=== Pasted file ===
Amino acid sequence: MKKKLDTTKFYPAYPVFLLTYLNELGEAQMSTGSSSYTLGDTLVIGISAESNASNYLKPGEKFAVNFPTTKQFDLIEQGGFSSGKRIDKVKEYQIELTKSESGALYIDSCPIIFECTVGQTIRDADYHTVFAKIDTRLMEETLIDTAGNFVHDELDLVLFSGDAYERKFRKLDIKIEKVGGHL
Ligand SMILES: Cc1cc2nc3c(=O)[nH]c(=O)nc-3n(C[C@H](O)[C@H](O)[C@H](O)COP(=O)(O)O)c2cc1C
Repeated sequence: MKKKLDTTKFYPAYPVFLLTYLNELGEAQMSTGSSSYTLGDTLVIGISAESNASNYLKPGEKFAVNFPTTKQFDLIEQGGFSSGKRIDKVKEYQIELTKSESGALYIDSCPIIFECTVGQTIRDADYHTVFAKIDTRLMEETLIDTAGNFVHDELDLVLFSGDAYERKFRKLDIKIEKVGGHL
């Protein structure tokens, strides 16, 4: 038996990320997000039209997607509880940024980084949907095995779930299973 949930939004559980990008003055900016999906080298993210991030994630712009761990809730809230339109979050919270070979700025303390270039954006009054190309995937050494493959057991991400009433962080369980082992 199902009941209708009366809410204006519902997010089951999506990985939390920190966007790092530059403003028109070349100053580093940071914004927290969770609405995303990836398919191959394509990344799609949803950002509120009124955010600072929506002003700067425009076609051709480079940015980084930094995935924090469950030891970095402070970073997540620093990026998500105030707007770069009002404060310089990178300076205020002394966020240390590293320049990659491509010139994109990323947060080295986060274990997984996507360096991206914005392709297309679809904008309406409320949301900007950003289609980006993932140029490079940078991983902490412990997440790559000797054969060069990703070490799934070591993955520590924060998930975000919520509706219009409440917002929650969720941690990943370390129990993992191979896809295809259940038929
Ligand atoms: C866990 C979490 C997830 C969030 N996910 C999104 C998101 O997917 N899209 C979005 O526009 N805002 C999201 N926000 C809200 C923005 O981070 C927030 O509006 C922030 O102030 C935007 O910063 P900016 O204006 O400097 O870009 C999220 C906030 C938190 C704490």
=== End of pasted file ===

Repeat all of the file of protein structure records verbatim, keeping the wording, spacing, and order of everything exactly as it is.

Amino acid sequence: MKKKLDTTKFYPAYPVFLLTYLNELGEAQMSTGSSSYTLGDTLVIGISAESNASNYLKPGEKFAVNFPTTKQFDLIEQGGFSSGKRIDKVKEYQIELTKSESGALYIDSCPIIFECTVGQTIRDADYHTVFAKIDTRLMEETLIDTAGNFVHDELDLVLFSGDAYERKFRKLDIKIEKVGGHL
Ligand SMILES: Cc1cc2nc3c(=O)[nH]c(=O)nc-3n(C[C@H](O)[C@H](O)[C@H](O)COP(=O)(O)O)c2cc1C
Repeated sequence: MKKKLDTTKFYPAYPVFLLTYLNELGEAQMSTGSSSYTLGDTLVIGISAESNASNYLKPGEKFAVNFPTTKQFDLIEQGGFSSGKRIDKVKEYQIELTKSESGALYIDSCPIIFECTVGQTIRDADYHTVFAKIDTRLMEETLIDTAGNFVHDELDLVLFSGDAYERKFRKLDIKIEKVGGHL
């Protein structure tokens, strides 16, 4: 038996990320997000039209997607509880940024980084949907095995779930299973 949930939004559980990008003055900016999906080298993210991030994630712009761990809730809230339109979050919270070979700025303390270039954006009054190309995937050494493959057991991400009433962080369980082992 199902009941209708009366809410204006519902997010089951999506990985939390920190966007790092530059403003028109070349100053580093940071914004927290969770609405995303990836398919191959394509990344799609949803950002509120009124955010600072929506002003700067425009076609051709480079940015980084930094995935924090469950030891970095402070970073997540620093990026998500105030707007770069009002404060310089990178300076205020002394966020240390590293320049990659491509010139994109990323947060080295986060274990997984996507360096991206914005392709297309679809904008309406409320949301900007950003289609980006993932140029490079940078991983902490412990997440790559000797054969060069990703070490799934070591993955520590924060998930975000919520509706219009409440917002929650969720941690990943370390129990993992191979896809295809259940038929
Ligand atoms: C866990 C979490 C997830 C969030 N996910 C999104 C998101 O997917 N899209 C979005 O526009 N805002 C999201 N926000 C809200 C923005 O981070 C927030 O509006 C922030 O102030 C935007 O910063 P900016 O204006 O400097 O870009 C999220 C906030 C938190 C704490």